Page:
So you’re considering selling your company, or have already decided to do so. You know that it isn’t necessarily going to be easy. You have to identify a buyer, settle on a purchase price and the other terms of the deal, and then get through the due diligence process where your buyer “kicks the tires” of your business. All of this can be daunting, especially for a first-time seller. And then you still must document the transaction with a purchase agreement.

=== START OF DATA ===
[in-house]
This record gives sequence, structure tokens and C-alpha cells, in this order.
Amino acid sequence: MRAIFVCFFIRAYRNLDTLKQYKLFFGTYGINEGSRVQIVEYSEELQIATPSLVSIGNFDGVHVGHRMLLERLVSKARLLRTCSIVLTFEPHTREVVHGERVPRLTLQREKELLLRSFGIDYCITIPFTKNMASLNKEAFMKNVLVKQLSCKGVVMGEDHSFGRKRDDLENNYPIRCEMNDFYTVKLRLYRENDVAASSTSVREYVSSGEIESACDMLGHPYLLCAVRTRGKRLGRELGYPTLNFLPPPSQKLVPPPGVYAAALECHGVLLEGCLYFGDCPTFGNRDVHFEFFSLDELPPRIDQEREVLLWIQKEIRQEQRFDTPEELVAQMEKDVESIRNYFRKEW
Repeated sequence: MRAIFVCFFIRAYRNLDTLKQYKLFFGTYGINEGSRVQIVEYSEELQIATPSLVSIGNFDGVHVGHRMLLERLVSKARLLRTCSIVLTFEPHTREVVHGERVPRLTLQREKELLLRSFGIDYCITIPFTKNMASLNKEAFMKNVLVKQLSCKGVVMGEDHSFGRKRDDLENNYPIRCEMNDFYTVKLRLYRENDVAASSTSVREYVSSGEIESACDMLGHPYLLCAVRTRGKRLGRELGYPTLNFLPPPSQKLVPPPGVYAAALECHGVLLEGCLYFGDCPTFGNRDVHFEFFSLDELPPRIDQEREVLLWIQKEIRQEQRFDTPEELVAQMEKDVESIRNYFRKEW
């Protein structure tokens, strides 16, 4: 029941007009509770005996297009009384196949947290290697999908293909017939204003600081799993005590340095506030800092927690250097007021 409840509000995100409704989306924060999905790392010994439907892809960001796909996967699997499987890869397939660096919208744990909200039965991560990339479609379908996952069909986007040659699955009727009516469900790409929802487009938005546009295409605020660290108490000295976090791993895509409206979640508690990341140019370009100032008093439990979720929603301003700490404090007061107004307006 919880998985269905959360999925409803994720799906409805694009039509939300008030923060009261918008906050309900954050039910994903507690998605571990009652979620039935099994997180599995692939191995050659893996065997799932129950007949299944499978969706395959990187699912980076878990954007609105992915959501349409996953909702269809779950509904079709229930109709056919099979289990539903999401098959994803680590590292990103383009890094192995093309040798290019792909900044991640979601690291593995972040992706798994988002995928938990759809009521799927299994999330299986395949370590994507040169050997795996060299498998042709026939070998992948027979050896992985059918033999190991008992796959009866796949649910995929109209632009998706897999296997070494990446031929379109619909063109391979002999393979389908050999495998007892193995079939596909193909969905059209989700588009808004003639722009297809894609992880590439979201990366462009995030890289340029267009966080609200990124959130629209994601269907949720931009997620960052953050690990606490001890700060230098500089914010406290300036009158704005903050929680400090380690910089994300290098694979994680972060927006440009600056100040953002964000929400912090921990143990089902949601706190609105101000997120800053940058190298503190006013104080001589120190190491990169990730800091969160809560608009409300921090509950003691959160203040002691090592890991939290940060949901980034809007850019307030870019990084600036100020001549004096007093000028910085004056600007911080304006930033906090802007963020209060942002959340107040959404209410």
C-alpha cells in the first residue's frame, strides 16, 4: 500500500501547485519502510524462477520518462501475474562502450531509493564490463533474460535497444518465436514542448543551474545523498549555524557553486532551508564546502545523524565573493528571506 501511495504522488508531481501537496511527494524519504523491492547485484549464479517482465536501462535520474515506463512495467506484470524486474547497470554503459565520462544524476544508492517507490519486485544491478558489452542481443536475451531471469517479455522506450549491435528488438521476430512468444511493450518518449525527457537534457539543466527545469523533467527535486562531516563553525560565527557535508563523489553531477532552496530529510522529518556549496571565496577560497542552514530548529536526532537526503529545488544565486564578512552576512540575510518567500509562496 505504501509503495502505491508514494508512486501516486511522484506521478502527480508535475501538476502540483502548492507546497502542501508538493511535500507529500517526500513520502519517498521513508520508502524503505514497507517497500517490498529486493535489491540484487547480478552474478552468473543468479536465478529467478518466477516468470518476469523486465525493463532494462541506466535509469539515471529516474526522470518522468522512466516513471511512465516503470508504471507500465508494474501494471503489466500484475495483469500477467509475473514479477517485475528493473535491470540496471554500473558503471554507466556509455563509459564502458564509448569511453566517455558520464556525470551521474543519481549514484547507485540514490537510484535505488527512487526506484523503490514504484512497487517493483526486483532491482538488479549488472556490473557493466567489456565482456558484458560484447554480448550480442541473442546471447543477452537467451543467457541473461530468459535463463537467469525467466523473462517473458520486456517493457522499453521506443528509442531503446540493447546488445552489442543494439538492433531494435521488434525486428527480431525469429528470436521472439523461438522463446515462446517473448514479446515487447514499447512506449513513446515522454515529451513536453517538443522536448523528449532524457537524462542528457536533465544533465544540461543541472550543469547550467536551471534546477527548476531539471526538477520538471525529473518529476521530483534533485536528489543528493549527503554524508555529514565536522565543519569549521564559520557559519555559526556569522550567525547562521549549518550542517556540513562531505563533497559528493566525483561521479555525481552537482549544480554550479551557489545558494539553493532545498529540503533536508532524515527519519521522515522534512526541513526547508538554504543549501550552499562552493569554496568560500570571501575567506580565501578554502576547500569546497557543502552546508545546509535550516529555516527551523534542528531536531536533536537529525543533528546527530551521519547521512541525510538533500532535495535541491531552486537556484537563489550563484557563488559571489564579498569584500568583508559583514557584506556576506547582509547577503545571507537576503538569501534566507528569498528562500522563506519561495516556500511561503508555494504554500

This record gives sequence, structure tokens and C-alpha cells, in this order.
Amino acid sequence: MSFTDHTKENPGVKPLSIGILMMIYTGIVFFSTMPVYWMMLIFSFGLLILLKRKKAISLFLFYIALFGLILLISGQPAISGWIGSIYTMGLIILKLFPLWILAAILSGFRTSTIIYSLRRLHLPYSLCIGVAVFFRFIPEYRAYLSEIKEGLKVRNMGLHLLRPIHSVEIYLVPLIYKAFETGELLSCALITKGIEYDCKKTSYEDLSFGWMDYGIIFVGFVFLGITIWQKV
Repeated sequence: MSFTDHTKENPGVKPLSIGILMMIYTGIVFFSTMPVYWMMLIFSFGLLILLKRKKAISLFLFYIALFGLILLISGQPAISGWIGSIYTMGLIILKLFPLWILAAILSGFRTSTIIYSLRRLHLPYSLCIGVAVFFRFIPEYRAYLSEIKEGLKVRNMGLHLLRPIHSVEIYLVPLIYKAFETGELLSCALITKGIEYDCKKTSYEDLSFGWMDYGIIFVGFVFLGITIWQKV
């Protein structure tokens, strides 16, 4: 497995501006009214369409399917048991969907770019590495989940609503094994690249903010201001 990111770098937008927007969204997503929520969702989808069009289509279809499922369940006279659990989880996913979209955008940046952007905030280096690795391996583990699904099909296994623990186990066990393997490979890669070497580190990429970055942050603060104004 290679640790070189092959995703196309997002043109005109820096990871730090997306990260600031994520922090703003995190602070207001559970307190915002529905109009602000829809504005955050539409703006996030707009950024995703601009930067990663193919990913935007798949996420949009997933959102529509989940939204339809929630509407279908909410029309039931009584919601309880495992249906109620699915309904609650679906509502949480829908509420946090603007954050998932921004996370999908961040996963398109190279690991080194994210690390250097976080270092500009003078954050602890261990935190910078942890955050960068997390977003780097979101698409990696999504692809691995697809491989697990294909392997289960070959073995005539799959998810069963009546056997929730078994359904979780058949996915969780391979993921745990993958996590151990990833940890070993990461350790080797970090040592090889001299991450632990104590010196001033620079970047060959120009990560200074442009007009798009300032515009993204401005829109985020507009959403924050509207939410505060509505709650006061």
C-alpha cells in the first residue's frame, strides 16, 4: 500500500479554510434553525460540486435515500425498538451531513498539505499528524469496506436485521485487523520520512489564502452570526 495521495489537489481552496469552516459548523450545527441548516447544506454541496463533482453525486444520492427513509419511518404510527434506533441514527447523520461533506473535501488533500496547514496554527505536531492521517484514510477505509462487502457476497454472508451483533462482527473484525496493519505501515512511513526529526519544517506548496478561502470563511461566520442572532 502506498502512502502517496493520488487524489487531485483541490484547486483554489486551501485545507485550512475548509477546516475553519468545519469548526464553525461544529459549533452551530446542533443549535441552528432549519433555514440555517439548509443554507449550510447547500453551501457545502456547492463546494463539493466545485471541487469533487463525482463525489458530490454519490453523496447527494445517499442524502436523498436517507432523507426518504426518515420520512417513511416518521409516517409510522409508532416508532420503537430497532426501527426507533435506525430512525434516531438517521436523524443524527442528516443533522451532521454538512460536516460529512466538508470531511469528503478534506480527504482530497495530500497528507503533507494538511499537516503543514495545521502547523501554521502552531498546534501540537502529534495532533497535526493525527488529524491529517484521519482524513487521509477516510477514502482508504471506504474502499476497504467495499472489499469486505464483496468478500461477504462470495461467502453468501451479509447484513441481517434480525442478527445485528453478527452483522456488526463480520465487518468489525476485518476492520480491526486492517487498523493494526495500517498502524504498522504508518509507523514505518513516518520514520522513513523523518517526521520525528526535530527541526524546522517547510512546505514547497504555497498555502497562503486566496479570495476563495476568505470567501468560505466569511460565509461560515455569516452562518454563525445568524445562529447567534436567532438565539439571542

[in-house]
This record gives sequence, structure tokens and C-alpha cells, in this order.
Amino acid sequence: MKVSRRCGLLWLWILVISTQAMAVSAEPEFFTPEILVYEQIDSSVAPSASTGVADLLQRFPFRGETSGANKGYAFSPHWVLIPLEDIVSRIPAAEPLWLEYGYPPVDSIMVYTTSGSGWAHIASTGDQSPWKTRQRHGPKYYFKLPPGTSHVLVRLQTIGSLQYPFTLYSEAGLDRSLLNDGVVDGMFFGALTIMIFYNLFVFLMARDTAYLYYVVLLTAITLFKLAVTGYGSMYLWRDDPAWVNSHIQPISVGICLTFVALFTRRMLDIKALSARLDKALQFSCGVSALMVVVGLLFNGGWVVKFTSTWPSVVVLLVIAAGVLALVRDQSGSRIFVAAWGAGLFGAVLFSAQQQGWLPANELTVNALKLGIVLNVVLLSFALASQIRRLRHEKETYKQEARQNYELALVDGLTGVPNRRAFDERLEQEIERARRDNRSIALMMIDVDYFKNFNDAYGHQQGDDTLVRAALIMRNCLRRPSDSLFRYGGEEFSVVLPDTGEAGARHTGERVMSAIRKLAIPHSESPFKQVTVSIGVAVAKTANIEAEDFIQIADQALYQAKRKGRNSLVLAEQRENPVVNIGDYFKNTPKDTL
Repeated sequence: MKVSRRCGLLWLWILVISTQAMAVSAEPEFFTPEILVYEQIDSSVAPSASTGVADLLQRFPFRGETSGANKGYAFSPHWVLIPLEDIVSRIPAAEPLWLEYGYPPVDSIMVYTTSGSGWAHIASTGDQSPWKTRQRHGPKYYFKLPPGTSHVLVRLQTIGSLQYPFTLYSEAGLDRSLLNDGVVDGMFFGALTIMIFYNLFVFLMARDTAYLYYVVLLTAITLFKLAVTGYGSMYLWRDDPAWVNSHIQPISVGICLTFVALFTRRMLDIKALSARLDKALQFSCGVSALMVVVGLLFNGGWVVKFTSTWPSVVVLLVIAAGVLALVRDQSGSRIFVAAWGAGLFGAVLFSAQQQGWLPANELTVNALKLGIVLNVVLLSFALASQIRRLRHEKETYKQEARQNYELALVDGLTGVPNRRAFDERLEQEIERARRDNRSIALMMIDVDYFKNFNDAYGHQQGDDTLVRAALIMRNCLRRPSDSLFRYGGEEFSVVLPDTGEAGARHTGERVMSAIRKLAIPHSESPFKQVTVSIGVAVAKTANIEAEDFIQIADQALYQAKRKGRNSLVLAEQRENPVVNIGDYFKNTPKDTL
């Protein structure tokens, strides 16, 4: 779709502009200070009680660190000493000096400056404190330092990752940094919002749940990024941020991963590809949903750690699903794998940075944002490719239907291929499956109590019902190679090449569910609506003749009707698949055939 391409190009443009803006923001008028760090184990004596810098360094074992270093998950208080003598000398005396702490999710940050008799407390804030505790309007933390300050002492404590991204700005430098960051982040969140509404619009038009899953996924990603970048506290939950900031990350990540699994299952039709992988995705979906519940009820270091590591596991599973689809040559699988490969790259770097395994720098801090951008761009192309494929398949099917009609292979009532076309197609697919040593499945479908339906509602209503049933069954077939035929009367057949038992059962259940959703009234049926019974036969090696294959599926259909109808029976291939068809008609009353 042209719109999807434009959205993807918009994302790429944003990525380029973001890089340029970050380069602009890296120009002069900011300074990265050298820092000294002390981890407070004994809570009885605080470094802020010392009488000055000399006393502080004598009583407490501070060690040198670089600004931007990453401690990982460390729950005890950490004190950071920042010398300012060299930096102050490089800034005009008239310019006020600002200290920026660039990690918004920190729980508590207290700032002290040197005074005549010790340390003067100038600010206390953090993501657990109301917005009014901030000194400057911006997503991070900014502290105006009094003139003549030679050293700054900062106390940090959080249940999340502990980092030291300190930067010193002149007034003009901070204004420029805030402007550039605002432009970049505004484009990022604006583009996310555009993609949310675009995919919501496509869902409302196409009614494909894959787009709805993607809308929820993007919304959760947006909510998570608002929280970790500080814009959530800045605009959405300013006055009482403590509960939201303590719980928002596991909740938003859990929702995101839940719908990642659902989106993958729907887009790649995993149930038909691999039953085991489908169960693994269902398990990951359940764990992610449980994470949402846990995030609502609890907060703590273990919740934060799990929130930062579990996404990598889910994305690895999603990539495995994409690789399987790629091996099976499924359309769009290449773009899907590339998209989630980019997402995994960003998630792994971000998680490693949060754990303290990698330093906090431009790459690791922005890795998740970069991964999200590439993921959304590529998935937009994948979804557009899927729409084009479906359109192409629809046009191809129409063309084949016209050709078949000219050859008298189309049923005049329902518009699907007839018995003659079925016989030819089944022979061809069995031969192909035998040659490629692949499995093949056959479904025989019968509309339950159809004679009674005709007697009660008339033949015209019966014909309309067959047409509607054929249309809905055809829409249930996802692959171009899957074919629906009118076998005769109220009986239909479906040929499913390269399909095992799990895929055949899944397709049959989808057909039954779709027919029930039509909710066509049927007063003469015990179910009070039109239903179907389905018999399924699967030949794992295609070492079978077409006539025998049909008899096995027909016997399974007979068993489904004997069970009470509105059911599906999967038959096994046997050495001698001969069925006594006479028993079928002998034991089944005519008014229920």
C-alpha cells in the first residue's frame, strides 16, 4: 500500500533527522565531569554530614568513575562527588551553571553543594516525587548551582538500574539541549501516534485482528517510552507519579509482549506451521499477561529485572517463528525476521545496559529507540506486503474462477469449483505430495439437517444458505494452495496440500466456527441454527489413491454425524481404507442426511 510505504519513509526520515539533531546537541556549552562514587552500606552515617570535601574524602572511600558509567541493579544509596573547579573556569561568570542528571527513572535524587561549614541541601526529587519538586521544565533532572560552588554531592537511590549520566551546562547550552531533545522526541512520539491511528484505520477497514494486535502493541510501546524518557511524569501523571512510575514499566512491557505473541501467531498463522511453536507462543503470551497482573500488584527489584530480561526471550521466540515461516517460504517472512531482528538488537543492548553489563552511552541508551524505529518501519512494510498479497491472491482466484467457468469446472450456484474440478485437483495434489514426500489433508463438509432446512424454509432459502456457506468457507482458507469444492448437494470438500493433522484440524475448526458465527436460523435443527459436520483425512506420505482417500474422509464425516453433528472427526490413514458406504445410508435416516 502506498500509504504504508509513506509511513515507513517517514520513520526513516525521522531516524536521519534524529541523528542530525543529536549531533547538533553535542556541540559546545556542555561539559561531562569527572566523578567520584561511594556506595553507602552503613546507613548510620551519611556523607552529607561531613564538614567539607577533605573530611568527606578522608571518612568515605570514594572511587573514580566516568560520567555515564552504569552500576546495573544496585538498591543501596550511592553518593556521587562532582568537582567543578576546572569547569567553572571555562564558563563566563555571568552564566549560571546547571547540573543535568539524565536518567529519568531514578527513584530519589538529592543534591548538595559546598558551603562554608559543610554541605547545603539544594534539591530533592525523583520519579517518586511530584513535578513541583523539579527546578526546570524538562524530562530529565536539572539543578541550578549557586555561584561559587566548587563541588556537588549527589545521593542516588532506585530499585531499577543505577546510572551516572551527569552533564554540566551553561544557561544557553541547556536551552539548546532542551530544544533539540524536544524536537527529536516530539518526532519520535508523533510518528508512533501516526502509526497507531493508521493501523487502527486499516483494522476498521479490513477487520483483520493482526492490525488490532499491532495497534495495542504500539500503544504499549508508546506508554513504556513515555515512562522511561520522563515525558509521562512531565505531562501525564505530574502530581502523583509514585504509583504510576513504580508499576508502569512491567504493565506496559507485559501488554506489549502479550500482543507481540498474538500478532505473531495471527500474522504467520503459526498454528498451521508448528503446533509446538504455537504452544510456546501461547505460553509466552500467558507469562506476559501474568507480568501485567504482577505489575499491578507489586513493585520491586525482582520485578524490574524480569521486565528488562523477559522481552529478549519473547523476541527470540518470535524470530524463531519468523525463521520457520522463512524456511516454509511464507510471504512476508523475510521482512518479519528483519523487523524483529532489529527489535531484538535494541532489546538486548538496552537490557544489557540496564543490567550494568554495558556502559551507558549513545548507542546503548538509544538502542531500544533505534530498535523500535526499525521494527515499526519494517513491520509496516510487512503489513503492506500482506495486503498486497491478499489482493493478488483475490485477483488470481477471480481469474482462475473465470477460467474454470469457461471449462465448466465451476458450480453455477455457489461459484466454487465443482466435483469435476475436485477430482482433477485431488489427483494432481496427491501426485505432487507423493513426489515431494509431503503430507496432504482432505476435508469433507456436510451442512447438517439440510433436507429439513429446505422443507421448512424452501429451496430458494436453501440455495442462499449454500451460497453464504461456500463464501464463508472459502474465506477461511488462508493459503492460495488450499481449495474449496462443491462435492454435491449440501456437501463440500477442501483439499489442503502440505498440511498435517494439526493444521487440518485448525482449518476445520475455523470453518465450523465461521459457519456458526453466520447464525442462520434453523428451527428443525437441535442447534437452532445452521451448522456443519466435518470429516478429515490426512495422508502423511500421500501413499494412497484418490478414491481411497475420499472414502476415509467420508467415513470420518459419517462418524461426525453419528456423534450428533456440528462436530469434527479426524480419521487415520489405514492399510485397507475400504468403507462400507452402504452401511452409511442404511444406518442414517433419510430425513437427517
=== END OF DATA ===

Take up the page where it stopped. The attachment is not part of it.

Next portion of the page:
When it comes to negotiating a purchase agreement, one of the key components is indemnification, which is a contractual obligation by one party to reimburse another party for its losses. As you might expect, in the purchase agreement you’ll likely be required to make a wide variety of factual representations and warranties about your business as of closing, such as reps identifying your company’s contracts, disclosing any problems, and the like. You’ll then be asked to stand behind these reps through an indemnification provision under which you agree to reimburse the buyer for losses it suffers as a result of your reps being inaccurate or untrue. A key consideration for you as a seller is deciding how far you are willing to go to stand behind those reps. Although the concept of indemnification may not be new to you, it has its own characteristics, rules and implications in the context of selling a business. In particular, you should consider the following...
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